Yet, dealing with that pressure is something many young athletes have to deal with in all sports. They have to learn how to balance the mental wear and tear of putting expectations on themselves to succeed at the ultimate level.
Then there is the fact that riders are always chasing points or the chance to earn some extra money during the summer months.
While, yes, the BFTS is currently on a summer break, this isn’t necessarily an offseason for the majority of the riders. Many, including Mike Lee, who is fifth in the world standings, are entering or double-entering Touring Pro Division events to gain 25 percent of the points towards the world standings. However, others, such as world leader Guilherme Marchi, will take the majority of the summer off to recharge and heal.
Last year, eventual World Champion J.B. Mauney said the time off he took during the summer break did wonders for his body and mind.
It is finding that happy medium of what is best for each individual athlete.
“Taking a break when you have the opportunity to take a break is pretty beneficial for a guy to one, like I said, heal up and then two, it just does your mind wonders,” Triplett said. “I took two weeks off and I hadn’t craved it as much as I did since last year going into World Finals. There towards coming into the end (of the first half), I still craved it and loved it, but I didn’t have that full on 100 percent drive because I was so sore.”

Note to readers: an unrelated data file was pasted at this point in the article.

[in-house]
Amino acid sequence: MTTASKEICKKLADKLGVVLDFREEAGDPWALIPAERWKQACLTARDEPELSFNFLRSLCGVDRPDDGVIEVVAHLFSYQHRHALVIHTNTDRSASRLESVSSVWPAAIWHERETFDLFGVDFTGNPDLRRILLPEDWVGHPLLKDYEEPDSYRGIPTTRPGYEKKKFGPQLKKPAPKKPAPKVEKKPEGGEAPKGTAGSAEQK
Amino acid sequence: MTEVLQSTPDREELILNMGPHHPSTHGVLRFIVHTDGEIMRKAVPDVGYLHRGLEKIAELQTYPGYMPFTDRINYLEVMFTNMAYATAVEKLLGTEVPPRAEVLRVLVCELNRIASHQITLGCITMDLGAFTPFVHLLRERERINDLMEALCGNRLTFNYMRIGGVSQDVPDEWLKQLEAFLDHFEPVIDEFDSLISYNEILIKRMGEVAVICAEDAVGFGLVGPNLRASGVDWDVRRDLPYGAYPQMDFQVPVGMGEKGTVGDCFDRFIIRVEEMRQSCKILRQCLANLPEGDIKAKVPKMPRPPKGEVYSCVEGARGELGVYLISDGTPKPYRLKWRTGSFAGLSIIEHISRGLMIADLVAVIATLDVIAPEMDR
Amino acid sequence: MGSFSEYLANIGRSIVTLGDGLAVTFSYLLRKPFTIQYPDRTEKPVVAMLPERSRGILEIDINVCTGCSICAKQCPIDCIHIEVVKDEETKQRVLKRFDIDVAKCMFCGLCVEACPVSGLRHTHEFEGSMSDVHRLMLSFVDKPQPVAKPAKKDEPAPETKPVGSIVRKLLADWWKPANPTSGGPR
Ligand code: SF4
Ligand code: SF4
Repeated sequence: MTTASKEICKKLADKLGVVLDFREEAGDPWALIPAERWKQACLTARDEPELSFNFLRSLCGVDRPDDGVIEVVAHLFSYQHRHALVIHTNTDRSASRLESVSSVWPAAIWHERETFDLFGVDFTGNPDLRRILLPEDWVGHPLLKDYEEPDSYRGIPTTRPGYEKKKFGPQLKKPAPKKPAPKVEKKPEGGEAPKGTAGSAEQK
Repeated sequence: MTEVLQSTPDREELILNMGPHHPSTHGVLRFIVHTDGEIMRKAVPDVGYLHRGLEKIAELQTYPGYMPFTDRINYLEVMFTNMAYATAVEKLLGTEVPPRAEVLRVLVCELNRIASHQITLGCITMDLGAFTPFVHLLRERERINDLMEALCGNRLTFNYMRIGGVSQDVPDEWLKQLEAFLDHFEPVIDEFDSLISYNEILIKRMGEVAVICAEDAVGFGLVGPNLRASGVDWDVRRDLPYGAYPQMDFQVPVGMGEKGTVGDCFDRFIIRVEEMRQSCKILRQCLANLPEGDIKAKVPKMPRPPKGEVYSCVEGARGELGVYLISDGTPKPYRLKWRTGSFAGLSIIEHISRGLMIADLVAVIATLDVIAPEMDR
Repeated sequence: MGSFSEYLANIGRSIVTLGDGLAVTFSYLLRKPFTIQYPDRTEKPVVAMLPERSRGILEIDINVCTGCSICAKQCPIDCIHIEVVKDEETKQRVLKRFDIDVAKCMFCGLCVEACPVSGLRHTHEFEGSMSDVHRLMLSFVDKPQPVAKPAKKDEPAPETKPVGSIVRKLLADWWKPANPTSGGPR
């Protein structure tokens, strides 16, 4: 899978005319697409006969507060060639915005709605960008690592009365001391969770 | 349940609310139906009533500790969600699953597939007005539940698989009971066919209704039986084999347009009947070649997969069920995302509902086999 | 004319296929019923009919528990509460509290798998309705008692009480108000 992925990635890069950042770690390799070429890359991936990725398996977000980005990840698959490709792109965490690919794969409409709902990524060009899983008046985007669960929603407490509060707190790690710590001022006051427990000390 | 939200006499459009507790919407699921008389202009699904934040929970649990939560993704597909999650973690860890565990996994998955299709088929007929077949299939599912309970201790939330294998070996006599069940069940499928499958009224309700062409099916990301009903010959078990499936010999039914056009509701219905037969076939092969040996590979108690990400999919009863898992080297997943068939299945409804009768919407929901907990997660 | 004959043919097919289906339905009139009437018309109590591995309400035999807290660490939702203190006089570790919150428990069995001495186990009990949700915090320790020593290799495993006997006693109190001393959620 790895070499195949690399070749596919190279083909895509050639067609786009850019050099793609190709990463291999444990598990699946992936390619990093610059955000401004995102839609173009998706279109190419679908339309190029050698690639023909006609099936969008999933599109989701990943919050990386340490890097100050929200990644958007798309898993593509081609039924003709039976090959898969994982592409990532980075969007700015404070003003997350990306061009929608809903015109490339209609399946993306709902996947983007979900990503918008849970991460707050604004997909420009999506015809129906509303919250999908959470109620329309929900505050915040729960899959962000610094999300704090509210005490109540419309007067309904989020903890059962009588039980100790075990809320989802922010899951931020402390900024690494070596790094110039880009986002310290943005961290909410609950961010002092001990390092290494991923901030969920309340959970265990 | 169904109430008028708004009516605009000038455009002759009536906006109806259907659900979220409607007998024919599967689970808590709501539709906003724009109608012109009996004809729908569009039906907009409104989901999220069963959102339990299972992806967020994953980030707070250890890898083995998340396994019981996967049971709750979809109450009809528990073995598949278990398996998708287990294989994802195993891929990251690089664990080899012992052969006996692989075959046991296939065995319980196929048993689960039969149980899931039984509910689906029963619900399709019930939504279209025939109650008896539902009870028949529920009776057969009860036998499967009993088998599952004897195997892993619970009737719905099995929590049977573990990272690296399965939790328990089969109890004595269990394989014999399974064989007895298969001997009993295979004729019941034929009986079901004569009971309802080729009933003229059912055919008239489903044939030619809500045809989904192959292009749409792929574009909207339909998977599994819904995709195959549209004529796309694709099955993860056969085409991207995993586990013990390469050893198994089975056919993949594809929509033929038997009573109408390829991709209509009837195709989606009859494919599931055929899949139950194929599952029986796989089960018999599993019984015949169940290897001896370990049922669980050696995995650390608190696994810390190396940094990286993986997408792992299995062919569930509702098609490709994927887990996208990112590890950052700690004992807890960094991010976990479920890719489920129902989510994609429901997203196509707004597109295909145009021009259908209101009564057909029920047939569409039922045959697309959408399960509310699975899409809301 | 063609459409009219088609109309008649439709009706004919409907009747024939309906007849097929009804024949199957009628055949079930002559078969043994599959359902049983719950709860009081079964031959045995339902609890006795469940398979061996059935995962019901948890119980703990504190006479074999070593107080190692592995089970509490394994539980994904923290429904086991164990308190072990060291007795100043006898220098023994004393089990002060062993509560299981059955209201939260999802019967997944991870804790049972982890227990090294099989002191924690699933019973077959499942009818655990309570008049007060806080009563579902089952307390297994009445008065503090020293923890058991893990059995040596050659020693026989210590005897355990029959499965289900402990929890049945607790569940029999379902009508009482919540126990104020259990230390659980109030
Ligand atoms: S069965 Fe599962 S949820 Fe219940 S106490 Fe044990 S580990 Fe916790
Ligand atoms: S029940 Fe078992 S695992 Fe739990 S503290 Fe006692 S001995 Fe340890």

Triplett did get on some practice bulls during his time away from competing, and he and Narducci continued to work out when they had time away from hiking.
He admits that he has learned plenty of lessons during his first full season on tour, including how he had to remind himself to continue training outside of the arena. It was a lesson he learned after failing to record a ride during the Dr Pepper Iron Cowboy V. He hadn’t trained as hard as he normally would of leading up to the marquee event and the evidence was apparent.
“A guy needs to push himself and work hard,” Triplett said. “Never take the lazy road and always take the road where you need to work your butt off.”
Refocused, Triplett committed himself to finishing the first half on a high note and he nearly won his first career BFTS event when he placed third in Billings, Mont., in mid-April after entering the championship round in the lead following an 89-point ride on Guns & Donuts. He was a perfect 3-for-3 before Shepherd Hills Stockman bucked him off in 1.52 seconds.
Matt Triplett puts up 90.5 points on Mr.Bull in the 15/15 Bucking Battle at the 2014 PBR BFTS Stanley Performance in Action in Billings, Mont.
Triplett’s drive is now back in full force, and he was back to his normal self with his headphones plugged into his ears and the adrenaline of climbing back aboard a bull was running through his veins prior to the start of the DCB Bull Riding Challenge last week in Bismarck, North Dakota.
After posting a ninth-place finish on Saturday, his focus turns towards competing at the two-day Rocky Mountain Elk Foundation Bull Tour’s Lesschwab Tires Chute Out in Lewiston, Idaho, this weekend.
“It’s been three years since I finally got to the position I am at now,” Triplett said. “You have to work your butt off just to make it here. Once you get here it’s not an easy road as well, you still have to keep working your butt off.”
Follow Justin Felisko on Twitter @jfelisko.